GMC has been on quite a roll lately with its Like A Pro ad campaign to heighten its prior Professional Grade message, and a recent ad for the 2018 GMC Sierra 1500 attempts to make a connection between the pickup being one’s “first real truck” in the same way as one’s “first real bike”. But the ad seems to have garnered some interesting responses, particularly from cyclists.
The GMC Sierra spot in question starts with a young boy peddling his little heart out while the narrator asks the audience to think back to their first bike. No, not one’s first bike, but their first “real” bike. The scene switches to a shot showing the (supposedly) grown version of the boy, now as a man, hustling his way up a mountain road on a road bike.
The narrator then follows up about one’s first “real” truck as the scene switches to show the Sierra. The ad ends with the man stowing his bike in the bed of the GMC Sierra Denali followed by a montage of various attractive driving shots.
All that sounds pretty good, and fairly benign to those who don’t much care for either biking or pick-up trucks. But a quick glance at the comments on YouTube shows a massive amount of bone picking. Now, we may be making a leap here, but we we believe that it’s common knowledge that the YouTube comment section is a vile cesspool of hatred that should be taken with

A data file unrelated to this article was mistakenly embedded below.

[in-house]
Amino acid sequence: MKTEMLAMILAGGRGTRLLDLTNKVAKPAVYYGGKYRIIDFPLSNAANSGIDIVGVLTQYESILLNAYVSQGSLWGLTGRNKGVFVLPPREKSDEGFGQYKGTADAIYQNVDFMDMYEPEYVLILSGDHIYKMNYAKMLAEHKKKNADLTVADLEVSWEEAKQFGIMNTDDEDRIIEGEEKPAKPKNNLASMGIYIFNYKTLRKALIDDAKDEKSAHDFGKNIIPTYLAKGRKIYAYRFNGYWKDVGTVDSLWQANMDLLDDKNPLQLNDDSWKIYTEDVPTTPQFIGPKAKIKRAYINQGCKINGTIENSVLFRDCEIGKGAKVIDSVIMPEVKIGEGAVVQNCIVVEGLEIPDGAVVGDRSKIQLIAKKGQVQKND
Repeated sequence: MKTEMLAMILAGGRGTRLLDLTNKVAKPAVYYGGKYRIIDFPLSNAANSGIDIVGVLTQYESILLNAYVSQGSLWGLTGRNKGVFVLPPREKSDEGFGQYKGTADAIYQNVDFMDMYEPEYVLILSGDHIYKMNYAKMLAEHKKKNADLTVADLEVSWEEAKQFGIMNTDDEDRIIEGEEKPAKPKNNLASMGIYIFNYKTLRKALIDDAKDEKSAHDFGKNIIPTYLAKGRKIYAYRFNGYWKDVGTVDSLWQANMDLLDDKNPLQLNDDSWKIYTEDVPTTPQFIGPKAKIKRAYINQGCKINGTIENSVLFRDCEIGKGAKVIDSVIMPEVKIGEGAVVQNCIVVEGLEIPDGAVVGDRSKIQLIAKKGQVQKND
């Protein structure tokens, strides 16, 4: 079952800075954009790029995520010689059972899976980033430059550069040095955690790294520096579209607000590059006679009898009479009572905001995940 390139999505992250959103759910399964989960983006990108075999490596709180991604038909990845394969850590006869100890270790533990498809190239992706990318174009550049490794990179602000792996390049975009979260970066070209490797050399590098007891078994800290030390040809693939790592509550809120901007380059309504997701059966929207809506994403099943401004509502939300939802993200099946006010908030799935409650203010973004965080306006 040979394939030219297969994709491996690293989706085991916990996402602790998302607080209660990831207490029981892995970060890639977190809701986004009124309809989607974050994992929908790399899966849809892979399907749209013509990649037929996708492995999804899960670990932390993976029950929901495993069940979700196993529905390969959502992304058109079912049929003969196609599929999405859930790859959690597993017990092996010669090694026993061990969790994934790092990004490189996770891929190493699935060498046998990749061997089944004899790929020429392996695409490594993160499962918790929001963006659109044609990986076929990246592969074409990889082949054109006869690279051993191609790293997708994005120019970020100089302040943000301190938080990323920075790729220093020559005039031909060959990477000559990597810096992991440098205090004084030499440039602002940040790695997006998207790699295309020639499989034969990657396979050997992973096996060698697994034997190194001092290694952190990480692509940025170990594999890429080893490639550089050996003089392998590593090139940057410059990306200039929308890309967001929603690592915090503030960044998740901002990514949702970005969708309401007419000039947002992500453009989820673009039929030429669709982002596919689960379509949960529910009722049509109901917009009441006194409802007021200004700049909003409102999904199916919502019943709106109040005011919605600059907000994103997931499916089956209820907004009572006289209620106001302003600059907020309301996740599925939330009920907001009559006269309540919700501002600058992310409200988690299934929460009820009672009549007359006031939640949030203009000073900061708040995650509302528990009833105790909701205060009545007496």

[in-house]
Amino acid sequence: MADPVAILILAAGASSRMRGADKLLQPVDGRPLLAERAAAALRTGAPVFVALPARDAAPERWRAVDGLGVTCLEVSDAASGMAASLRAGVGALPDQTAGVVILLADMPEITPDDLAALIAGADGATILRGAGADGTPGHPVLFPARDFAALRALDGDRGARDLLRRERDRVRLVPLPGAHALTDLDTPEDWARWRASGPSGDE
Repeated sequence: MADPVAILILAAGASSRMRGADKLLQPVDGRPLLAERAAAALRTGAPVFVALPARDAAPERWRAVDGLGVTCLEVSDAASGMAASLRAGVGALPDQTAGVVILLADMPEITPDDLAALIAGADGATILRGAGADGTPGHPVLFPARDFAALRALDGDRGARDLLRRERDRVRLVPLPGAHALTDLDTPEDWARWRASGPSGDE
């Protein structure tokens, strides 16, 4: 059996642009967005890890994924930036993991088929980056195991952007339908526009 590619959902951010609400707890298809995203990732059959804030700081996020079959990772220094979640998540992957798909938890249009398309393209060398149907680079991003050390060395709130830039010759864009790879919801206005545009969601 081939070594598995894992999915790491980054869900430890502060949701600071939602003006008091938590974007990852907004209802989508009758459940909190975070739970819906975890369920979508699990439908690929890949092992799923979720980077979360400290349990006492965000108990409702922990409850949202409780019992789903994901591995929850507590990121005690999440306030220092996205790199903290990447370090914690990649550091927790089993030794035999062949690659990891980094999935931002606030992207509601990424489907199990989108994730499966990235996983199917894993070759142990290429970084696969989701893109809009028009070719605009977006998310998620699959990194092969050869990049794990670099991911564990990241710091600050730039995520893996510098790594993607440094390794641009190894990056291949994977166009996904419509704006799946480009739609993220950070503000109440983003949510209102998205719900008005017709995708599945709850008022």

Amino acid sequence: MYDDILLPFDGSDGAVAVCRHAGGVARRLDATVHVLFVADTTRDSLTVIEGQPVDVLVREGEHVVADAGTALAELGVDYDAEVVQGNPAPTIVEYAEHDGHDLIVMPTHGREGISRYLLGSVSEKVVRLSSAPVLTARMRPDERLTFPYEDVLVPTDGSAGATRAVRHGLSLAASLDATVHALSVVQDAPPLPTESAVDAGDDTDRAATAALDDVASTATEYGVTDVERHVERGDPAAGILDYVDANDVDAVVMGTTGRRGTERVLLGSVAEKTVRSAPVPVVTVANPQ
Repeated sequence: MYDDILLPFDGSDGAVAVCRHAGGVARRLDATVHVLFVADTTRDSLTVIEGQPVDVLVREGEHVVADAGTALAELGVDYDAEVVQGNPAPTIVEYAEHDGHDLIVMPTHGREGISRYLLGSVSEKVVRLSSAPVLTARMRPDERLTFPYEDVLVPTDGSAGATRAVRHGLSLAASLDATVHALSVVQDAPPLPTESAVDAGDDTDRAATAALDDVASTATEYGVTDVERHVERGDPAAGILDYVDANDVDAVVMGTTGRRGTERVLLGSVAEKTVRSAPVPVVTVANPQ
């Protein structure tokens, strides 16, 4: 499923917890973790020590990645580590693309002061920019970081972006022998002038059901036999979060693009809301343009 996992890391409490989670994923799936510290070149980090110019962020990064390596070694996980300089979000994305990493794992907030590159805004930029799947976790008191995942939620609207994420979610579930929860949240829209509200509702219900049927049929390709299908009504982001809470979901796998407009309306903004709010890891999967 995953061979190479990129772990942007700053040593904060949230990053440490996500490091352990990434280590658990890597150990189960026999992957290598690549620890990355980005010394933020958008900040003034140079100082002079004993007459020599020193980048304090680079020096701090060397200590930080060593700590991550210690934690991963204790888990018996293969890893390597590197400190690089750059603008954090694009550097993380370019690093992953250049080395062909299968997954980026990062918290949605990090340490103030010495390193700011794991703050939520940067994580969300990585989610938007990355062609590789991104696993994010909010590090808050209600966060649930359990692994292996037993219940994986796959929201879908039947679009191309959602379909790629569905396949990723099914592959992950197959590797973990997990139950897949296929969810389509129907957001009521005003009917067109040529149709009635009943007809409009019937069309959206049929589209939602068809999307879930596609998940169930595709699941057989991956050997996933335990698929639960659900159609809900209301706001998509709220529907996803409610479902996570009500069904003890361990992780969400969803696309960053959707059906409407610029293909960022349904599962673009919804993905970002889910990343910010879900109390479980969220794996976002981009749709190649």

grains tons of salt. Even so, the spot in question seems to have been spared the worst of the commentary, garnering a few humorous gems that go against both GMC and even the “cyclist” himself. Here are some examples.
One can argue that maybe he does need such a truck. Or maybe he typically hauls a bunch of bikes and decided to go solo for the day. Or maybe he prefers to have one vehicle (rather than two), and uses his Sierra for work as well as for play… and this is his play day. Next comment.
We’re of two heads on this one. Sure, trucks can be used for work, towing, hauling, and more. But if one chooses to baby his or her truck, what difference does it make to commenter Jake?
We aren’t exactly professional cyclists, so it’s hard to gauge just how accurate this comment is about the cyclist’s form. But it’s still a burn no less. And now, the final comment really hits to the core.
While it may possibly be true that the producers of this piece lack biking experience, it’s clear the brand was making a connection between a “real bike” and a “real truck” like the Sierra. So the fact that the rider might (that’s the key word) not possess the form to compete in the Tour De France is really a non-starter.
Thoughts? Share them in our comments section below.